Affected customers are being notified.
The Google+ People API offers access to the entire profile data that includes name, email address, occupation, age, skills, gender, birthday. And now it seems the wind-down of Google+ is becoming equally as nettlesome as Google is now having to shut it down earlier than planned because of yet another data leak.
Back in October, Google admitted that it identified a sizable issue with one of the Google+ APIs.
Needless to say, Google's social network platform experiment has comes to a rather unceremonious end.
As a result, and with maintaining the social network for a stagnant number of users an increasing headache, Google opted to instead shut down Google+ on the consumer side.
Trump 'at center of massive fraud against Americans', top Democrat says
But Trump denied the payments constituted a violation of USA campaign financing laws. The incoming Democrat-led House will certainly be considering this question.
Whoever's doing that might want to do it fast - there's no telling when the next security bug will come along and force Google to accelerate the shutdown even more.
Google said it encountered the bug as part of its "standard and ongoing testing procedures" and fixed it within a week of its discovery.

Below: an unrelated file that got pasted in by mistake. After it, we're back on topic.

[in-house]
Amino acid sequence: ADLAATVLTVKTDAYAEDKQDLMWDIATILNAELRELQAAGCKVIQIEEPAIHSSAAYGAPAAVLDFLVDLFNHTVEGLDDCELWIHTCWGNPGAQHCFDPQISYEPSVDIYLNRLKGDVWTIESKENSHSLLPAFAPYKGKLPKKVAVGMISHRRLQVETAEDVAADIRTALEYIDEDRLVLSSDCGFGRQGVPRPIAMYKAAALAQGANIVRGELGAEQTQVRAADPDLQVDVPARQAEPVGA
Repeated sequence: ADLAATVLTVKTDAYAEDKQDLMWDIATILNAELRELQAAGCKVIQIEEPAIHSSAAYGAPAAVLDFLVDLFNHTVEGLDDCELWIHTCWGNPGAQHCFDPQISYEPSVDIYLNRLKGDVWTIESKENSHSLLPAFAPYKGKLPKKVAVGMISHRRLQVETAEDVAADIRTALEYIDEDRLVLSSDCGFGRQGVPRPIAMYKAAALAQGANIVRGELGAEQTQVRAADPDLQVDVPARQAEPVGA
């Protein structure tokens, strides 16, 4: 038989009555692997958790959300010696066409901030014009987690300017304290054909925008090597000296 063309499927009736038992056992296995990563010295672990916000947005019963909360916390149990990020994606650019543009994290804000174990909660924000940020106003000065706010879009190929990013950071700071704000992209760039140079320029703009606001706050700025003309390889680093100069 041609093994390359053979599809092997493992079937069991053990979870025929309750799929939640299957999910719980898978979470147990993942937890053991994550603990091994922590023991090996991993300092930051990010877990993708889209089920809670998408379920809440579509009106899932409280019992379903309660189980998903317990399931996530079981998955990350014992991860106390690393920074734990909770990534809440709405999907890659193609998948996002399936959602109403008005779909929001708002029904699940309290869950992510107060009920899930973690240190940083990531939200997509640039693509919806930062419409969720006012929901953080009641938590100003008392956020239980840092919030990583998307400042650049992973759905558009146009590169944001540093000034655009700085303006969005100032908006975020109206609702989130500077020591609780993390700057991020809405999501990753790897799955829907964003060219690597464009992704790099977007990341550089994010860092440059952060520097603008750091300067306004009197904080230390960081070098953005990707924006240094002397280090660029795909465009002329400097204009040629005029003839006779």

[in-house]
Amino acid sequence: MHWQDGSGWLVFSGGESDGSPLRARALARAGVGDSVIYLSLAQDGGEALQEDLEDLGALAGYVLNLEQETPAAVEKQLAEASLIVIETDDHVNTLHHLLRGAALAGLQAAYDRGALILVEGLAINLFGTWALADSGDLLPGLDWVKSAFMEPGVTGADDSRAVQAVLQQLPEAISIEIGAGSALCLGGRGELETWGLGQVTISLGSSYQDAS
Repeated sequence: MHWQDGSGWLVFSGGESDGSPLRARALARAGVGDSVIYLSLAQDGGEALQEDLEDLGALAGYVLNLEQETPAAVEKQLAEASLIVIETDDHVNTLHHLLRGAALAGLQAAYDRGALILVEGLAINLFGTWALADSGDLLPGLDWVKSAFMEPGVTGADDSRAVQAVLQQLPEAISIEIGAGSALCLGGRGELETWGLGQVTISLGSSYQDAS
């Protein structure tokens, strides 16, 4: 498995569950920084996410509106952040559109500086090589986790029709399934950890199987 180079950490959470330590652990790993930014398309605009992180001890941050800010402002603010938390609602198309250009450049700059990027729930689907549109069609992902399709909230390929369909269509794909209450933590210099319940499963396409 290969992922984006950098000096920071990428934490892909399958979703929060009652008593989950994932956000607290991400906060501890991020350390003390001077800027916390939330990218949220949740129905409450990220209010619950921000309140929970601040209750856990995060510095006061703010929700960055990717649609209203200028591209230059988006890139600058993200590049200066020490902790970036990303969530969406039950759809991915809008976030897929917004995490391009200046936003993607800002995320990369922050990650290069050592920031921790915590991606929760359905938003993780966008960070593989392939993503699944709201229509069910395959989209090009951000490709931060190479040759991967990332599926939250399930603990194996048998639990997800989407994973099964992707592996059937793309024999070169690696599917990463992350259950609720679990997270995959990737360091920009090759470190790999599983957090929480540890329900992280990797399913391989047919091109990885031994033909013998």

We have confirmed that the bug impacted approximately 52.5 million users in connection with a Google+ API.
"In addition, apps with access to a user's Google+ profile data also had access to the profile data that had been shared with the consenting user by another Google+ user but that was not shared publicly", Google added. It now plans to shut down Google Plus by April 2019 and access to its application programming interfaces (APIs) in the next 90 days. In that time, Google says it has no indication that any developers that did have access to the errant API "were aware of it or misused it in any way".
Non-public details on about 52.5 million Google+ profiles were accessible to developers of apps requesting permission to view data the user had configured to remain private. "We have always taken this seriously, and we continue to invest in our privacy programs to refine internal privacy review processes, create powerful data controls, and engage with users, researchers, and policymakers to get their feedback and improve our programs".